“I’m scared that if we keep doing this, we might go over a cliff,” The Tribune quoted Lipsky as saying in regards to loosening regulations. “In the end, the truth is on my side and the science is on my side, but there’s a lot of money on their side.”
Porter has cast doubt on Lipsky’s claims of being able to ignite his water.
The Texas Railroad Commission is now investigating at least nine new water contamination complaints in the same area and a report is expected later this month. Recently a consortium of 200 groups formally requested the EPA reopen its investigation into the Parker County water contamination reports.
The committee’s senior Democrat, Dallas Rep. Eddie Bernice Johnson, pushed back against a “misguided and disingenuous war on the dedicated scientists and public servants of the EPA.”
The Democrats’ invited witness, health scientist Elena Craft, warned that 15 million Texans breathe air that fails to meet federal ozone standards.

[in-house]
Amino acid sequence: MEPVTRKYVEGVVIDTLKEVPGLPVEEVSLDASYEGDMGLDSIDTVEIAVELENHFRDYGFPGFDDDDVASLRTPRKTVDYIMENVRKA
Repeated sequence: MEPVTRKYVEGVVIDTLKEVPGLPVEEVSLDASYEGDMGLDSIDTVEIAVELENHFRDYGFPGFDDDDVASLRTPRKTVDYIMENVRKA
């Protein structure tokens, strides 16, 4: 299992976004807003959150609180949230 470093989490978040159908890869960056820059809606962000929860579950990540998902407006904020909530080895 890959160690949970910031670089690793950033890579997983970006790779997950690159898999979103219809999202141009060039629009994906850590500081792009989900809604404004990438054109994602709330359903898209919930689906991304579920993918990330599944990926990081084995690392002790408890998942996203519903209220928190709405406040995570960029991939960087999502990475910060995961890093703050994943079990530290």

Rep. Ralph Hall, R-Rockwall, the former committee chairman, said he is “embarrassed” that lawmakers gave the EPA any oversight powers. He argued that many proposed regulations stem from “faulty science.”
Fort Worth Democratic Rep. Marc Veasey questioned whether the state’s unwillingness to work with the agency to regulate greenhouse gas permits hampered job creation. Initially, Texas refused to enforce the regulations, forcing the EPA to step in.
This week, the EPA agreed to relinquish permitting authority back to the state.
“The delay in the permitting process has put about 48,000 jobs at risk,” Veasey said. “Wouldn’t it have been better for Texas to work with the EPA?”
The Obama administration’s EPA has tussled with Texas’ Republican leaders for years. Gov. Rick Perry and Attorney General Greg Abbott have complained about aggressive federal enforcement. One of Texas’ many legal battles against the administration, Texas vs. EPA, is set to see its day at the U.S. Supreme Court on Feb. 24.